Type Systems, From 1000 feet high

Wednesday, June 23, 2010 :: Tagged under: pablolife. ⏰ 3 minutes.


Hey! Thanks for reading! Just a reminder that I wrote this some years ago, and may have much more complicated feelings about this topic than I did when I wrote it. Happy to elaborate, feel free to reach out to me! 😄


I posted a link to one of my favorite articles ever on Facebook that is now gone. Here's the reddit link; the article was about what you should know before you debate type systems, since most people have fuzzy notions of what type systems are, what they do, and their properties. He said it best, but now that it's gone, I'll go over a few points that I remember the author addressed.

(edit: Reddit provides a Wayback Machine link, so you can read the original!).

First off, what is a type system, really? This is a bit hard to answer, but the a simple way to describe it is as a mechanism to prevent your code from executing nonsense by investigating what operations you are performing to what data. An example of this would be if you had "2 + potatoes" in your code: a type system would see that you cannot add a number and the symbol "potatoes" (nonsense!) and prevent you from doing so.

Note that we've already encountered a subtle distinction that is the source of confusion: when does this happen? There are two major forms of type systems: static types and dynamic types. A static type system will investigate your code before you run it, reporting any errors it sees, whereas a dynamic type system will tell you of errors during runtime.

When most people talk about a type system, they almost always mean static types. This does not mean that dynamically typed languages don't have type systems. Far from it. Compare this 'untyped' Ruby code:

    my_array = [1,2,3]
    0.upto(100){ |i| puts (my_array[i] + 1).to_s }

with the 'typed' C code:

    unsigned array[3];
    array[0] = 1;
    array[1] = 2;
    array[2] = 3;
    unsigned i;
    for(i = 0; i < 100; ++i) {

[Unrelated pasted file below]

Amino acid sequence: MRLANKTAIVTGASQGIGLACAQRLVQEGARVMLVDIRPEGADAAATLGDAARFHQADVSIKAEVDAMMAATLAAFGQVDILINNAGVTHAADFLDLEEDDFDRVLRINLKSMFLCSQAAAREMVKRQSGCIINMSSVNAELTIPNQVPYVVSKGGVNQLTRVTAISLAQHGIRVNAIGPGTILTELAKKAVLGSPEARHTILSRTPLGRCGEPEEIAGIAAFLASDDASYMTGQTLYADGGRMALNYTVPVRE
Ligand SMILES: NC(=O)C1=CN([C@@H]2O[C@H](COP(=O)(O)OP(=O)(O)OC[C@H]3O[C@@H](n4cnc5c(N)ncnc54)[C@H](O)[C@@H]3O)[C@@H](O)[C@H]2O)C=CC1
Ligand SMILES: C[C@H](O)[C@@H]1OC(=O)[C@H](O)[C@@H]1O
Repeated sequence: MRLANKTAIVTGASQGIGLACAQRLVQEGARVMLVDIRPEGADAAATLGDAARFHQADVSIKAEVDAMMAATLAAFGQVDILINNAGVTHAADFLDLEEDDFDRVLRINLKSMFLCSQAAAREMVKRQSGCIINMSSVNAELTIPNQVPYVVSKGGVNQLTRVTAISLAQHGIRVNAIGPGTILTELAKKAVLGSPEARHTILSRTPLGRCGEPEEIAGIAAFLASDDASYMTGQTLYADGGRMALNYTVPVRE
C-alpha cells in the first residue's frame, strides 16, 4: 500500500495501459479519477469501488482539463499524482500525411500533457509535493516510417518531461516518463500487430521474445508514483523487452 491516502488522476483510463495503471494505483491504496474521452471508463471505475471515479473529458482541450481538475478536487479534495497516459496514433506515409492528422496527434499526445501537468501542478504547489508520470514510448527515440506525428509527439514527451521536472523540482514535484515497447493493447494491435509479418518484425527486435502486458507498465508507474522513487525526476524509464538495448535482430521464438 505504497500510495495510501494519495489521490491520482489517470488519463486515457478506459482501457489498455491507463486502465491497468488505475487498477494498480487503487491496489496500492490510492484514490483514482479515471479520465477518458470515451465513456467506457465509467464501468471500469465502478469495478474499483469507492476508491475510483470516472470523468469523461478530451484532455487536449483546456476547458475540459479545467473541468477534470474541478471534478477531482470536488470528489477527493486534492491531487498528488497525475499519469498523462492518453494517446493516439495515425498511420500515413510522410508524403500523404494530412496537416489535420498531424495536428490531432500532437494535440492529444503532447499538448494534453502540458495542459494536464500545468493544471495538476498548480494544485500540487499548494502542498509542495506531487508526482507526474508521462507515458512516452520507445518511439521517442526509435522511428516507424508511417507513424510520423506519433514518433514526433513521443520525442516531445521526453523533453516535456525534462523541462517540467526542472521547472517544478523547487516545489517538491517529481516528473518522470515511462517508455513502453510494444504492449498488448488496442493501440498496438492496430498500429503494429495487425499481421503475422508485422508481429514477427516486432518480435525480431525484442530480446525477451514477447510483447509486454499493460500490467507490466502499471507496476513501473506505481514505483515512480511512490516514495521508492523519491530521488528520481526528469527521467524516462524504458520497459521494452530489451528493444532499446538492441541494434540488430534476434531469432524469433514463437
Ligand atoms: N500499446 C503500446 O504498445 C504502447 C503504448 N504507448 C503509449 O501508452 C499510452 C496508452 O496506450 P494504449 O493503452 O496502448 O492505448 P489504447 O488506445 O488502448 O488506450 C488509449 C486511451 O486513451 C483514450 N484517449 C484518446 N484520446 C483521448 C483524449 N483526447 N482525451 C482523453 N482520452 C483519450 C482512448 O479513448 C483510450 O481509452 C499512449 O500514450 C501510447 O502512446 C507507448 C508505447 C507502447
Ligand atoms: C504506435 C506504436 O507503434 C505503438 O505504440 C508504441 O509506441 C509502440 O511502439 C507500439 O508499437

printf("%d\n", array[i] + "Stack Pointer!");
    }

The output of the Ruby:

2
3
4
types.rb:2:in `block in ': undefined method `+' for nil:NilClass
(NoMethodError)
    from types.rb:2:in `upto'
    from types.rb:2:in `'

And the C:

3915
3916
3917
3917
1606417842
... (continues for 100 lines) ...

We see that Ruby stops and C will plow right through! (To be fair, the C compiler will warn you of the type mismatch). Ruby's type error shows that, while dynamic, Ruby does have a type system, and shouldn't be called untyped. And while C has something people call a type system, it doesn't really function as one might expect.

Which brings up the next point: What should a type system do?. There are two major properties that a type system should strive to provide (incidentally, C/C++/Java don't provide these):

Type systems that provide these properties mean that if your program passes the type checker, it can't "go wrong.", by that we mean, "the computer will always know what do to (progress), and never lead you into a false corner (preservation)." This doesn't mean your program will be bug-free, just that any bugs are logical bugs, or unhandled exceptions (basically, your own fault).

Languages with great type systems (SML, OCaml, Haskell) have proven these properties about their type systems, and it makes programming in those languages a joy.

My favorite part of the article, however, was the Fallacies section. Things people believe which just aren't true. I covered the one of the biggest ones already with the example ("dynamic typing means untyped!"), but here are two others that really get my goat:

    HashMap<String, ArrayList<Integer>> scoreMap = new HashMap<String, ArrayList<Integer>>();

(I've ranted about Java's verbosity before). You won't find lines like that (or at least they're not mandatory) in SML, Haskell, or Scala. Using technology from 70's, we can infer types from the context of the code. So those ranting about statically typed code being verbose should really rant against type annotations, which are distinct.

It's a pity the original link is gone, he said a lot more than I did, and a lot more clearly. Still, type systems are fun, and go a lot deeper than this. If you're looking for a good introduction to programming with types, The Little MLer is hard to beat. For the theory, people seem to love Pierce. I'm not too far into it, but it looks promising.

Thanks for the read! Disagreed? Violent agreement!? Feel free to drop me a line at , or leave a comment below! I'd love to hear from you 😄